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Provinces of China

Most of the provinces of China have boundaries which were established in the late Ming Dynasty. Major changes since then have been the reorganization of provinces in the Northeast after the Communist takeover in 1949 and the establishment of Autonomous Regions which are based on Soviet nationality theory. The most recent administrative changes have included the elevation of Chongqing and Hainan to provincial level status and the organization of Hong Kong and Macao as special administrative regions. All of the newly created PRC administrative levels equal those of the provinces.

Provinces theoretically are subservient to the People's Republic of China central government, but in practice provincial officials have a large amount of discretion with regard to economic policy. Unlike the United States, the power of the central government is (with the exception of the military) not exercised through a parallel set of institutions.

The actual practical power of the provinces has created what some economists call federalism with Chinese characteristics.

For the capitals, please refer to the list of capitals of subnational entities.

Mainland China has 22 provinces (省 pinyin sheng3):

  • Anhui (安徽 pinyin an1 hui3), abbreviation: Wan (皖 pinyin wan3)
  • Fujian (福建 fu2 jian4), abbr. Min (闽 min3)
  • Gansu (甘肃 gan1 su4), abbr. Gan (甘 gan1), Long (陇 long3)
  • Guangdong (广东 guang3 dong1), abbr. Yue (粤 yue4)
  • Guizhou (贵州 gui4 zhou1), abbr. Qian (黔 qian2), Gui (贵 gui4)
  • Hainan (海南 hai3 nan2), abbr. Hai (海 hai3), Qiong (琼 qiong2)
  • Hebei (河北 he2 bei3), abbr. Ji (冀 ji4)
  • Heilongjiang (黑龙江 hei1 long2 jiang1), abbr. Hei (黑 hei1)
  • Henan (河南 he2 nan2), abbr. Yu (豫 yu4)
  • Hubei (湖北 hu2 bei3), abbr. E (鄂 e4)
  • Hunan (湖南 hu2 nan2), abbr. Xiang (湘 xiang1)
  • Jiangsu (江苏 jiang1 su1), abbr. Su (苏 su1)
  • Jiangxi (江西 jiang1 xi1), abbr. Gan (赣 gan4)
  • Jilin (吉林 ji2 lin2), abbr. Ji (吉 ji2)
  • Liaoning (辽宁 liao2 ning2), abbr. Liao (辽 liao2)
  • Qinghai (青海 qing1 hai3), abbr. Qing (青 qing1)
  • Shaanxi (陕西 shan3 xi1), abbr. Shan (陕 shan3), Qin (秦 qin2)
  • Shandong (山东 shan1 dong1), abbr. Lu (鲁 lu3)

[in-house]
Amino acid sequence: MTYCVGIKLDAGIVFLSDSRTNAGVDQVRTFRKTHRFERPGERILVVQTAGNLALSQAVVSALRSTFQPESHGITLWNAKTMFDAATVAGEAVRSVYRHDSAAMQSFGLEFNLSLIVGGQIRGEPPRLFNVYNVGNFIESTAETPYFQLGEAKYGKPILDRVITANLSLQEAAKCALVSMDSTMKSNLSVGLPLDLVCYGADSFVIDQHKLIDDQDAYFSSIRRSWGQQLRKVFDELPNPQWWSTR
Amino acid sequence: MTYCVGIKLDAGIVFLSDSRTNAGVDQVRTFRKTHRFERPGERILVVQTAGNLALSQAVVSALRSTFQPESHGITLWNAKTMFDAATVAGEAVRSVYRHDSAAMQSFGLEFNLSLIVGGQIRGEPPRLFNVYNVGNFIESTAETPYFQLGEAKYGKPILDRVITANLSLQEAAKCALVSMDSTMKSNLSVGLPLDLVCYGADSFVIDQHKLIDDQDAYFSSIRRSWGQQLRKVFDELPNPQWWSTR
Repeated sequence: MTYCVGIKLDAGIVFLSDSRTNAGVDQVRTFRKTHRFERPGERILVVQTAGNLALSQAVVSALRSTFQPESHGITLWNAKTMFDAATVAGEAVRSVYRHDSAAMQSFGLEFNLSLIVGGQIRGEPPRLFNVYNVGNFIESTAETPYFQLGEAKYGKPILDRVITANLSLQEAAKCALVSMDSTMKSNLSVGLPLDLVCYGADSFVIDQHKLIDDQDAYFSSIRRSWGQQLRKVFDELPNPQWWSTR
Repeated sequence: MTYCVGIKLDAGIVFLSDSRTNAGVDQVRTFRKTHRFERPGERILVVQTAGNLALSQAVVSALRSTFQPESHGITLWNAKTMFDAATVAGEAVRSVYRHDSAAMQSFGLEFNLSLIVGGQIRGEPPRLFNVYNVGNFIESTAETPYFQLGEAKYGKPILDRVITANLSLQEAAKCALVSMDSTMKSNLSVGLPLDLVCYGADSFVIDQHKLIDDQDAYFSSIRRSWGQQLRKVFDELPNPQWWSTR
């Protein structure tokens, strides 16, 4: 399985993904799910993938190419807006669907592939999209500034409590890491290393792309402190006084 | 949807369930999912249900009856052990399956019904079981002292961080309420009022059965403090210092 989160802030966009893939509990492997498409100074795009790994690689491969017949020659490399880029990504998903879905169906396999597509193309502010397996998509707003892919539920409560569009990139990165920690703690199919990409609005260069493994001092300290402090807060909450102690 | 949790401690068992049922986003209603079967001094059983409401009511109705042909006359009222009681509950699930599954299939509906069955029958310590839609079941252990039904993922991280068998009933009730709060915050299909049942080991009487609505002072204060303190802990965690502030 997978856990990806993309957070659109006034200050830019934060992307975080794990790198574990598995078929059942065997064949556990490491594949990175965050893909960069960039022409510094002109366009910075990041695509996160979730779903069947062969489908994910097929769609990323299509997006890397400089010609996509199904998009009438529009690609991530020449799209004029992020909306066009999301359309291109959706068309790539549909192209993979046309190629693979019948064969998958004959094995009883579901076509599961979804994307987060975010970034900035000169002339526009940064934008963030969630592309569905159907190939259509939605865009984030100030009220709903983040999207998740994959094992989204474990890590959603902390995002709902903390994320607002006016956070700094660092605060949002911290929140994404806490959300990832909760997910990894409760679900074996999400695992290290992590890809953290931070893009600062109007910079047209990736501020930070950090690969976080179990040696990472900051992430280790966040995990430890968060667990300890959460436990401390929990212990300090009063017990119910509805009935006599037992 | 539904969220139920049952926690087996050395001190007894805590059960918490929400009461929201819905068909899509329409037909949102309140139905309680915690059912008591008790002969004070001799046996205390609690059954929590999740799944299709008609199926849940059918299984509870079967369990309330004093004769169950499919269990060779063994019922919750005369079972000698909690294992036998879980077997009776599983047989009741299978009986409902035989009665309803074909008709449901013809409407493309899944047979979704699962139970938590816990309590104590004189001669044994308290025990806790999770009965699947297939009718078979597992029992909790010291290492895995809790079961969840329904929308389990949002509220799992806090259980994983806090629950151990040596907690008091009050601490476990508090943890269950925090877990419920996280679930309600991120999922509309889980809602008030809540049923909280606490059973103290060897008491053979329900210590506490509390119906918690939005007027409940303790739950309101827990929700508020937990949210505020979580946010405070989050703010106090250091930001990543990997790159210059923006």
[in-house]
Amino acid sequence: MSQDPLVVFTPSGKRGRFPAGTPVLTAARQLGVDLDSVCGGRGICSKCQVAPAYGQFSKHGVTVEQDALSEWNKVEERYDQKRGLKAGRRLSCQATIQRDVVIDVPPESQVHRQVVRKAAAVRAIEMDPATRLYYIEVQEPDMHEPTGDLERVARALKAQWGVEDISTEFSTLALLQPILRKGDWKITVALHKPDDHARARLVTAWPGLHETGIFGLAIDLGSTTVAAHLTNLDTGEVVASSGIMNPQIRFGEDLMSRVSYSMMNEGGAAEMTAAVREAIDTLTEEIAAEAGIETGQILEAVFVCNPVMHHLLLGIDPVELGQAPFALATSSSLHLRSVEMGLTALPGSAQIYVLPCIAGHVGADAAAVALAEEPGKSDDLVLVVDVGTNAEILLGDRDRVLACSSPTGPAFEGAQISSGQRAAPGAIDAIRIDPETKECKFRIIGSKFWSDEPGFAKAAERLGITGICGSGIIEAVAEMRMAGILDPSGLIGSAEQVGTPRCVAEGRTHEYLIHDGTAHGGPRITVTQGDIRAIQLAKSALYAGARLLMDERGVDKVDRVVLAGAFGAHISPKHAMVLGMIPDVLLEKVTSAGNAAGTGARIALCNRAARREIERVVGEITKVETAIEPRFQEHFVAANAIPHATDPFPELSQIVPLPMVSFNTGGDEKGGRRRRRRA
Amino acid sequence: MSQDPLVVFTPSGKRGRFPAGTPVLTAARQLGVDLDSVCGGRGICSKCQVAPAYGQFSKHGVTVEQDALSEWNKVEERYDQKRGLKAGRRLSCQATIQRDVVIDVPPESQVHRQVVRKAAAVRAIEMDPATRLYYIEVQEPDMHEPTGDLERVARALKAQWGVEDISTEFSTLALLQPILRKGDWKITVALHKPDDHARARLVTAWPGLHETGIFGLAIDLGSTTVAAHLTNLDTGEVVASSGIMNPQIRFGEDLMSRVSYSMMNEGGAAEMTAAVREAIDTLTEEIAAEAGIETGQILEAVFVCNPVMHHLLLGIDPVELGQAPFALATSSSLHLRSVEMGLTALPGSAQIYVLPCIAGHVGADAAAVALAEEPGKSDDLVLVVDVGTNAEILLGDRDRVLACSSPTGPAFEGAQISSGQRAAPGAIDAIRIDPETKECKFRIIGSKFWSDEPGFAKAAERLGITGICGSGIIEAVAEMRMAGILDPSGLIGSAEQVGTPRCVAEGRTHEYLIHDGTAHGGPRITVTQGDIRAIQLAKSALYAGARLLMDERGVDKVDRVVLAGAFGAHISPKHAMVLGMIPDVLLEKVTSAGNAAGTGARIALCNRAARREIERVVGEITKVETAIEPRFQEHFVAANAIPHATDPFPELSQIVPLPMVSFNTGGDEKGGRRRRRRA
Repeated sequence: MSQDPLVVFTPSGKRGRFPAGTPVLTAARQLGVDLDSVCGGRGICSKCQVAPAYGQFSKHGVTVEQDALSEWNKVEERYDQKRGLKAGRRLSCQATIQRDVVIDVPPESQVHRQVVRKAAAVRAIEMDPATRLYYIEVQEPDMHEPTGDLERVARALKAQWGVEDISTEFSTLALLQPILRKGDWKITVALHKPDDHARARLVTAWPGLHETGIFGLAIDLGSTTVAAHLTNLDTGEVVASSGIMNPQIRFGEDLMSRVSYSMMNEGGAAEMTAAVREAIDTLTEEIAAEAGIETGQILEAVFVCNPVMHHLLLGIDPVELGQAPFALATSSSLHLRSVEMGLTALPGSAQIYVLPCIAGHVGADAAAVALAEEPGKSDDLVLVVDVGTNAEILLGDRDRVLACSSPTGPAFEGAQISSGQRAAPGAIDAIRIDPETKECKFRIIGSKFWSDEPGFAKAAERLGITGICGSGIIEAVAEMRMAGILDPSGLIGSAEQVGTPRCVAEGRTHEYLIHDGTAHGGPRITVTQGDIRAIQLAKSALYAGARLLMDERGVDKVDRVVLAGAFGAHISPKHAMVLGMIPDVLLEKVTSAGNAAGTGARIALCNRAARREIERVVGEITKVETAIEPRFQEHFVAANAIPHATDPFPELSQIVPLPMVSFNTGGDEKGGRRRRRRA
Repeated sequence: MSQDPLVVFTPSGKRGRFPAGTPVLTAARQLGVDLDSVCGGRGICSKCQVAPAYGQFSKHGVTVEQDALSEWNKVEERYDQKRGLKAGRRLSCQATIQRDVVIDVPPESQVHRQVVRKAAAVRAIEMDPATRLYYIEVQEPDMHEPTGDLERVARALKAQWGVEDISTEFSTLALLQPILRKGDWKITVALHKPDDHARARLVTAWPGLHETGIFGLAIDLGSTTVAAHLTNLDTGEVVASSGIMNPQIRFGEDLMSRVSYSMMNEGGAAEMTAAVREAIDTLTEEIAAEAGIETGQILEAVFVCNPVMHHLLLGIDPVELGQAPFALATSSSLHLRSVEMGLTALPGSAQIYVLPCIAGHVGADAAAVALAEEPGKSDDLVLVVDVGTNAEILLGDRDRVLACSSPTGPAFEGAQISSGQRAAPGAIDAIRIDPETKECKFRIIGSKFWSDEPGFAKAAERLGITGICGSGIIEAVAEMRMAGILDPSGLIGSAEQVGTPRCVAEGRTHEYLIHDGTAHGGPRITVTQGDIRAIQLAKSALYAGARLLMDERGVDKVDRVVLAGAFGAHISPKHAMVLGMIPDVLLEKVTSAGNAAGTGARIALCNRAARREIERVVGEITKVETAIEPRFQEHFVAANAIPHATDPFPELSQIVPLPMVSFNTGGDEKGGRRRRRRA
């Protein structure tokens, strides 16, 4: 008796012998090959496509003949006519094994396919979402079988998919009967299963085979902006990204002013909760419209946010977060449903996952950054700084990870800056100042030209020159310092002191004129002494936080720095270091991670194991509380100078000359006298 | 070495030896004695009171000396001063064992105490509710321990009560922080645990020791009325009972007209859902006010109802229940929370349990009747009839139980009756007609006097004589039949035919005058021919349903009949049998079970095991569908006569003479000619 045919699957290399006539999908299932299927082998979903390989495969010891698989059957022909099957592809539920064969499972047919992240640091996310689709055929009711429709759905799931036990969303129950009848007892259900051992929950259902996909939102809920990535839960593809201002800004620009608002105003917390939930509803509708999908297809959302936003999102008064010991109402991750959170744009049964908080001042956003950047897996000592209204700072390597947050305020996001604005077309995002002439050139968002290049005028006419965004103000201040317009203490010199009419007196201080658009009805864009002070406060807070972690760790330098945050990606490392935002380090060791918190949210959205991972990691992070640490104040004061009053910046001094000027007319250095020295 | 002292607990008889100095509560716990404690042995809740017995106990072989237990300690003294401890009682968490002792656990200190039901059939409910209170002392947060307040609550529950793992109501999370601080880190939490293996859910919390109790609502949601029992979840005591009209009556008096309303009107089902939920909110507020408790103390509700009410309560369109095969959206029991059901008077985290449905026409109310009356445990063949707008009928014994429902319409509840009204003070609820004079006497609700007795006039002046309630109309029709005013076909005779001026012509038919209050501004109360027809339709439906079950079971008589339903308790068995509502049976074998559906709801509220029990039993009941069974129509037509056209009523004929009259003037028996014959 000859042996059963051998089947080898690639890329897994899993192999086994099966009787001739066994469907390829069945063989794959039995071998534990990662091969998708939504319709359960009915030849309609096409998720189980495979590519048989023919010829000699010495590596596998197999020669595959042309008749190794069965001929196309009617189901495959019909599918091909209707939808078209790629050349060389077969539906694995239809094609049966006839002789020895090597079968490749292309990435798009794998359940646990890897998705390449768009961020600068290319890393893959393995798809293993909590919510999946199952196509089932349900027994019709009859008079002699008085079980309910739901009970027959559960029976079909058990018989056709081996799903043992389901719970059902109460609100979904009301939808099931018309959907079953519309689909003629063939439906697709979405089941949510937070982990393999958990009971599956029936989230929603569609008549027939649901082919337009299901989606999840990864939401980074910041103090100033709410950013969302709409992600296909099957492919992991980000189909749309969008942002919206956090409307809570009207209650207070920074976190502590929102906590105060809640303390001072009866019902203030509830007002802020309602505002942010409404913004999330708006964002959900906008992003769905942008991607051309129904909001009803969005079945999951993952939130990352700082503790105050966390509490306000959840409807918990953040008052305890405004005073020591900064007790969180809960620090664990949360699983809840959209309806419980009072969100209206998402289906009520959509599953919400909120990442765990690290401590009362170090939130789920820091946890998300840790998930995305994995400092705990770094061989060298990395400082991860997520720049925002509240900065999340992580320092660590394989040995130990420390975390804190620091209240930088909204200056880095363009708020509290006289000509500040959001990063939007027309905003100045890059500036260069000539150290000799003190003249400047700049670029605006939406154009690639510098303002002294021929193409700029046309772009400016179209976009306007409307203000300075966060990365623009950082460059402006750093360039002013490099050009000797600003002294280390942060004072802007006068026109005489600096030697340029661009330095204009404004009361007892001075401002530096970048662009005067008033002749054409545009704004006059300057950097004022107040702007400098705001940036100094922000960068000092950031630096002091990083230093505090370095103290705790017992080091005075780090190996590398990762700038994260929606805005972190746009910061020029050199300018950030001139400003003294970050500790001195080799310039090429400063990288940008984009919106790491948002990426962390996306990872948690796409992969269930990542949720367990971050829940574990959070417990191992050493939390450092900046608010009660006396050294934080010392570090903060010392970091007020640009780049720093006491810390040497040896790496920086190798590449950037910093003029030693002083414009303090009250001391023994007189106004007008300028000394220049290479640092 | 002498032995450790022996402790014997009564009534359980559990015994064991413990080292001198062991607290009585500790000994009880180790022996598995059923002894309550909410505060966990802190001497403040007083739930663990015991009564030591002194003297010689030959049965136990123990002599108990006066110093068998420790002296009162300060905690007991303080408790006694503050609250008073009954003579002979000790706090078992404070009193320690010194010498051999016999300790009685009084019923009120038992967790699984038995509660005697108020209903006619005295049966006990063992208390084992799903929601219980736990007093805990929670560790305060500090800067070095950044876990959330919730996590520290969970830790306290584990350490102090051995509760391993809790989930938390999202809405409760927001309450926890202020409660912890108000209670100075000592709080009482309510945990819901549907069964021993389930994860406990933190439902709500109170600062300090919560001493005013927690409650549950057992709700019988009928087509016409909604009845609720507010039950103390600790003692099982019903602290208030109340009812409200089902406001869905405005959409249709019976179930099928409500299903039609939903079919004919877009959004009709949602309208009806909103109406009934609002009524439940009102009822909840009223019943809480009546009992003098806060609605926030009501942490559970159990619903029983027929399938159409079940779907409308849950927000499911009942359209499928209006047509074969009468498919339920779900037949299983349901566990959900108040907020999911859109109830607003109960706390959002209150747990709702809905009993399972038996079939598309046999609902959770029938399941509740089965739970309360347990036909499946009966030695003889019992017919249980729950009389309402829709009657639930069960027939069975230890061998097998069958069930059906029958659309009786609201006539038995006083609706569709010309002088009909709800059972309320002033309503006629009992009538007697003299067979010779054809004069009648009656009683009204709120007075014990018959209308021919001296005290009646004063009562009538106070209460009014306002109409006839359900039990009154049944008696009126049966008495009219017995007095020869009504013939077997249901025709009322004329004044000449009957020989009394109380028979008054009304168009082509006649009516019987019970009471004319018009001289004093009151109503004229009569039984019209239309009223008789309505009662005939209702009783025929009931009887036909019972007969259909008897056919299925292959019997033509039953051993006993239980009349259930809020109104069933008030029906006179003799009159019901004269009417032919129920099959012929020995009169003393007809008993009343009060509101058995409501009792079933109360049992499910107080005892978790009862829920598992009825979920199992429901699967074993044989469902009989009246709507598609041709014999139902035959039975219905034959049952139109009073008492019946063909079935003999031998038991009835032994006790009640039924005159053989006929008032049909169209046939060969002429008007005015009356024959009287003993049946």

• Shanxi (山西 shan1 xi1), abbr. Jin (晋 jin4)
  • Sichuan (四川 si4 chuan1), abbr. Chuan (川 chuan1), Shu (蜀 shu3)
  • Yunnan (云南 yun2 nan2), abbr. Dian (滇 dian1), Yun (云 yun2)
  • Zhejiang (浙江 zhe4 jiang1), abbr. Zhe (浙 zhe4)

Table of contents
1 Disputed Province
2 Autonomous Regions
3 Municipalities
4 Special administratives regions
5 External Links

Defunct Provinces

  • Chahar (察哈爾 cha2 ha1 er3), abbr. (察 cha2)
  • Rehe (熱河 re4 he2), abbr. (熱 re4)
  • Suiyuan (綏遠 sui1 yuan3), abbr. (綏遠 sui1)

Disputed Province

  • Taiwan (traditional: 臺灣; simplified: 台湾 tai2 wan1), abbr. Tai (台 tai2)

The People's Republic of China considers Taiwan, to be its 23rd province. The Republic of China currently controls Taiwan province and Kinmen and Lienchiang counties of Fujian province. The ROC also officially claims all of mainland China (including Tibet) and outer Mongolia. See Political status of Taiwan for more information. Maps of China published in Taiwan will often show provincial boundaries as they were in 1949 which do not match the current administrative structure as decided by the Communist Party of China post-1949.

See also Political divisions of Taiwan.

Autonomous Regions

Apart from provinces there are 5 autonomous regions (自治区 pinyin zi4 zhi4 qu1) being concentrations of some Chinese minorities:

  • Guangxi Zhuang (广西壮族 guang3 xi1 zhuang4 zu2), abbr. Gui (桂 gui4) - home of Zhuang minority
  • Nei Mongol or Inner Mongolia (内蒙古 nei4 meng3 gu3), abbr. Meng (蒙 meng3) - home of Mongol minority
  • Ningxia Hui (宁夏回族 ning2 xia4 hui2 zu2), abbr. Ning (宁 ning2) - home of Hui minority
  • Xinjiang Uighur (新疆维吾尔族 xin1 jiang1 wei2 wu2 'er3 zu2), abbr. Xin (新 xin1); - home of Uighur minority (See also East Turkestan)
  • Xizang or Tibet (西藏 xi1 zang4), abbr. Zang (藏 zang4) - home of Tibetans

Municipalities

4 municipalities (直辖市 pinyin zhi2 xia2 shi4, literal meaning: "directly administrated city (by the central government)"):

Special administratives regions

2 special administrative regions (SAR) (特别行政区 pinyin te4 bie2 xing2 zheng4 qu1):

  • Hong Kong (香港 xiang1 gang3), abbr. Gang (港 gang3)
  • Macao (澳门 ao4 men2), abbr. Ao (澳 ao4)

See also:

External Links


Uniform template for articles of the provinces are upon discussion at Wikipedia:WikiProject Chinese provinces.



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